4 Corrosion and Material Degradation in Nuclear Reactor Systems ....................................... 274.1 General Corrosion......................................................................................................................274.2 Flow-Accelerated Corrosion (FAC).............................................................................................354.3 Galvanic Corrosion.....................................................................................................................394.4 Stress-Corrosion Cracking & IGA ...............................................................................................424.5 Crevice Corrosion & Pitting .......................................................................................................454.6 Fretting Wear & Flow-Induced Vibration ..................................................................................484.7 Hydrogen Effects .......................................................................................................................49

  • 2 The Essential CANDU

    UNENE, all rights reserved. For educational use only, no assumed liability. Nuclear Plant Materials and Corrosion September 2014

    4.8 Microbiologically-Induced Corrosion (MIC)...............................................................................49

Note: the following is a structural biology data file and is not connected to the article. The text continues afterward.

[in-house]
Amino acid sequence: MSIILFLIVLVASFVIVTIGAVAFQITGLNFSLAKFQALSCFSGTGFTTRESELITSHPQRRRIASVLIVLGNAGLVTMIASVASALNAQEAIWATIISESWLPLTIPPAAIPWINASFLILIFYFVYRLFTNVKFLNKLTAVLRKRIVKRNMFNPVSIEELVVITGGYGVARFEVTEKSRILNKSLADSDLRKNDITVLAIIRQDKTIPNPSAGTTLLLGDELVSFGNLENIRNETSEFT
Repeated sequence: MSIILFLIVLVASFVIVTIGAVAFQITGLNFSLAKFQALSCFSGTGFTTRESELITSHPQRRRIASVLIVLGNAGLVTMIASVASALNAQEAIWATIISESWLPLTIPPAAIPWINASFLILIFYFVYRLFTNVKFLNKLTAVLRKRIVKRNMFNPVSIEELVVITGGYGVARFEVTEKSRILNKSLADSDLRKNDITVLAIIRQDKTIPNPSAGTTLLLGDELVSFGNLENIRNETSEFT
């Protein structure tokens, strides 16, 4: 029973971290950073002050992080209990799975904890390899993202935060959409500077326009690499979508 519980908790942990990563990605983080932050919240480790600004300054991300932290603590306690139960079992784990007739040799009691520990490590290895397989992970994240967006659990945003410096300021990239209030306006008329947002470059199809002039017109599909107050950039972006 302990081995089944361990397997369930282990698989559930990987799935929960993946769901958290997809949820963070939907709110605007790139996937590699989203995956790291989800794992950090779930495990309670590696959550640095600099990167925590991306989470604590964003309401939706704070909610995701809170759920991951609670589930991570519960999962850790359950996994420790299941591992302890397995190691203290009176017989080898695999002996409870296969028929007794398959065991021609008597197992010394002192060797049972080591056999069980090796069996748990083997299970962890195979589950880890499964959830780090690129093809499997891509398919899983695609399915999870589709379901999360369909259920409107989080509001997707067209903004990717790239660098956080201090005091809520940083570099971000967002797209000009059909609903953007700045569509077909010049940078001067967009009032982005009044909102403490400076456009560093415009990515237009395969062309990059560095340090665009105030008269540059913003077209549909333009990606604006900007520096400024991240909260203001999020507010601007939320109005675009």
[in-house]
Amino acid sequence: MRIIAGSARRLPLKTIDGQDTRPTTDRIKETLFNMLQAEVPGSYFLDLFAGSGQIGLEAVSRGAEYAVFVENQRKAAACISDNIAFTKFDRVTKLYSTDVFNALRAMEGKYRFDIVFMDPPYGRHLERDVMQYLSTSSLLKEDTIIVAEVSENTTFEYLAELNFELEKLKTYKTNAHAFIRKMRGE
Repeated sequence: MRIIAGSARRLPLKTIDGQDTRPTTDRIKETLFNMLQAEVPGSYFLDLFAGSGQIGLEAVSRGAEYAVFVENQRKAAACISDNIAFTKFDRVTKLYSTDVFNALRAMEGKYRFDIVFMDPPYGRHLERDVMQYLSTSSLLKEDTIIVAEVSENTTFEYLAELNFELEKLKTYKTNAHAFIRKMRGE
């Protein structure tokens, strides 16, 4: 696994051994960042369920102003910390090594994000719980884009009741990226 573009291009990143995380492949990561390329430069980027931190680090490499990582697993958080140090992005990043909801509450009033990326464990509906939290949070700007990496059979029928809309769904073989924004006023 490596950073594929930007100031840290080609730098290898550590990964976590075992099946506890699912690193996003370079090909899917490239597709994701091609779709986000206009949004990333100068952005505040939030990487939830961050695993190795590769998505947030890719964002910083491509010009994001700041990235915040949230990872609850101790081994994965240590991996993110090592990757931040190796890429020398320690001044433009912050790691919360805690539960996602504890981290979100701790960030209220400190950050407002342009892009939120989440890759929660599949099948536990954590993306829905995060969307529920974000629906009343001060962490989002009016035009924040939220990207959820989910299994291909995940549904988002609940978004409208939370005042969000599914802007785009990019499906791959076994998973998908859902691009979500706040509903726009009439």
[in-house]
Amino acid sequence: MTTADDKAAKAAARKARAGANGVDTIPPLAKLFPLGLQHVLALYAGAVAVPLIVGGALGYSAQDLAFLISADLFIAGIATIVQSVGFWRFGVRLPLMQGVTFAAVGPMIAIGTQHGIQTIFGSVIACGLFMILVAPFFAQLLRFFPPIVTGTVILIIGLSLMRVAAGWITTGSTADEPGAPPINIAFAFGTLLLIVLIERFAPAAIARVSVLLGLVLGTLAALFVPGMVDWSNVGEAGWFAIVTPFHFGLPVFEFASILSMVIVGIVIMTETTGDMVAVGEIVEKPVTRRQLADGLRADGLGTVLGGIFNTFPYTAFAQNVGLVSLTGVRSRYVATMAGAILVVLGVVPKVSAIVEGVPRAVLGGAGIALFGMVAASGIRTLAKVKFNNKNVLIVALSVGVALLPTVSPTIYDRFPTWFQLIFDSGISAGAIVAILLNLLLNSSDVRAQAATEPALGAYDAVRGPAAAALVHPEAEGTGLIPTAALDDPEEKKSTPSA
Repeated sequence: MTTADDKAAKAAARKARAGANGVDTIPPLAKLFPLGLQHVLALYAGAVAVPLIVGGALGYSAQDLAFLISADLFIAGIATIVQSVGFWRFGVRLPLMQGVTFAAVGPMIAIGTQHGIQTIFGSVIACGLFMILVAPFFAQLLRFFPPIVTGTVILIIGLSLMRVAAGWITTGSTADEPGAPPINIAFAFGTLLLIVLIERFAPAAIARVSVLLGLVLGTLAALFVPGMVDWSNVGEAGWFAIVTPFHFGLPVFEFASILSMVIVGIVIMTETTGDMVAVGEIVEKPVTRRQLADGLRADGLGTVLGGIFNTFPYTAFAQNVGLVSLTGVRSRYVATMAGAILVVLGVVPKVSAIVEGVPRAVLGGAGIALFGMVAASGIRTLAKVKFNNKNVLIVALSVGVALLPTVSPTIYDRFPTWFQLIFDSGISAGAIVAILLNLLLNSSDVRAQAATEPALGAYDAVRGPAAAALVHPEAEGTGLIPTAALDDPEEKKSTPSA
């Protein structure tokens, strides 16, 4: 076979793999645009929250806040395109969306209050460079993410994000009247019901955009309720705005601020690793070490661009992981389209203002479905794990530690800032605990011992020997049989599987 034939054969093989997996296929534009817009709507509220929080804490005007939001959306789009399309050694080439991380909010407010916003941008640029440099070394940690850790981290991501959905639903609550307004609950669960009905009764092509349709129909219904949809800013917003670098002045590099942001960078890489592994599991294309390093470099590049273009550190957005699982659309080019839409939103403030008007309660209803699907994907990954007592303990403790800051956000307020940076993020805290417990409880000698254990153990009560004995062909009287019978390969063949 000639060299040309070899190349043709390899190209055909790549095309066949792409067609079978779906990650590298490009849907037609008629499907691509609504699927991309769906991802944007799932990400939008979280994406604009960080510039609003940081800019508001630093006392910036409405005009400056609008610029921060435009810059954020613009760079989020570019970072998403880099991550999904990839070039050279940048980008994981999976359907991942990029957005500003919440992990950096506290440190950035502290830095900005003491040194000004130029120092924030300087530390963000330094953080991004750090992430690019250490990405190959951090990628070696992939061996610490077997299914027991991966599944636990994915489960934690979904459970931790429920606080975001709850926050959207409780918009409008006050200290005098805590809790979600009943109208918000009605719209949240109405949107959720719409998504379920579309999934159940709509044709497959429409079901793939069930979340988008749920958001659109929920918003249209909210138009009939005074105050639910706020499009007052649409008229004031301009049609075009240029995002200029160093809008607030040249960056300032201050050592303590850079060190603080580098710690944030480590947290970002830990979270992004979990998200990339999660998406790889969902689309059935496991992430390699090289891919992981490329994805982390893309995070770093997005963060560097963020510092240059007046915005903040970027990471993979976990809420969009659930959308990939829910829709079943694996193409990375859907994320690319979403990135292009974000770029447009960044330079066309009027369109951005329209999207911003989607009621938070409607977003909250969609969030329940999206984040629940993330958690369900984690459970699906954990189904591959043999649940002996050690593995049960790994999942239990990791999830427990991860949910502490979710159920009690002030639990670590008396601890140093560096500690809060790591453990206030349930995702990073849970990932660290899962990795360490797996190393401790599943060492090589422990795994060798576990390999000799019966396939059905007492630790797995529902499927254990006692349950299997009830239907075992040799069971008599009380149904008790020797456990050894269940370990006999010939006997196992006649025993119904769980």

5 References............................................................................................................................. 516 Acknowledgements............................................................................................................... 54

    List of FiguresFigure 1. Unit cell configurations of some common metallic crystal structures (after Callister) ... 5Figure 2. Grain structure for low-alloy (UNS G10800), austenitic (316 SS) steels and Zircaloy 4

    (ASM, 2004). ..................................................................................................................... 5Figure 3. Effect of neutron irradiation on the stress/strain properties of materials with cubic

    crystal structures (after Was, 2006).................................................................................. 6Figure 4. Partial iron-carbon phase diagram (after Callister)........................................................ 10Figure 5. Schematic Cross-Section through Magnetite Film on Carbon Steel [Lister, 2003] ........ 31Figure 6. Scanning Electron Micrograph of Magnetite Film formed on Carbon Steel during an

    1100-h Exposure in High-Temperature Water [Lister, 2003] .......................................... 31Figure 7. Schematic diagram of Zircaloy corrosion in high-temperature water, showing three

    regions (dotted line indicates early assumed pre-transition cubic and post-transitionlinear kinetics) [Hillner et al, 2000]................................................................................. 33

    Figure 8. Scalloped surface of outlet feeder from Point Lepreau CANDU.................................... 36Figure 9. (a) Effect of temperature and flow on FAC at pH25C 9.0 with ammonia; (b) Effect of

    temperature and pH on the solubility of magnetite. ..................................................... 38Figure 10. The overall mechanism of flow-accelerated corrosion................................................ 38Figure 11. Examples of transgrannular (TGSCC) (a) and intergrannular (IGSCC) (b) stress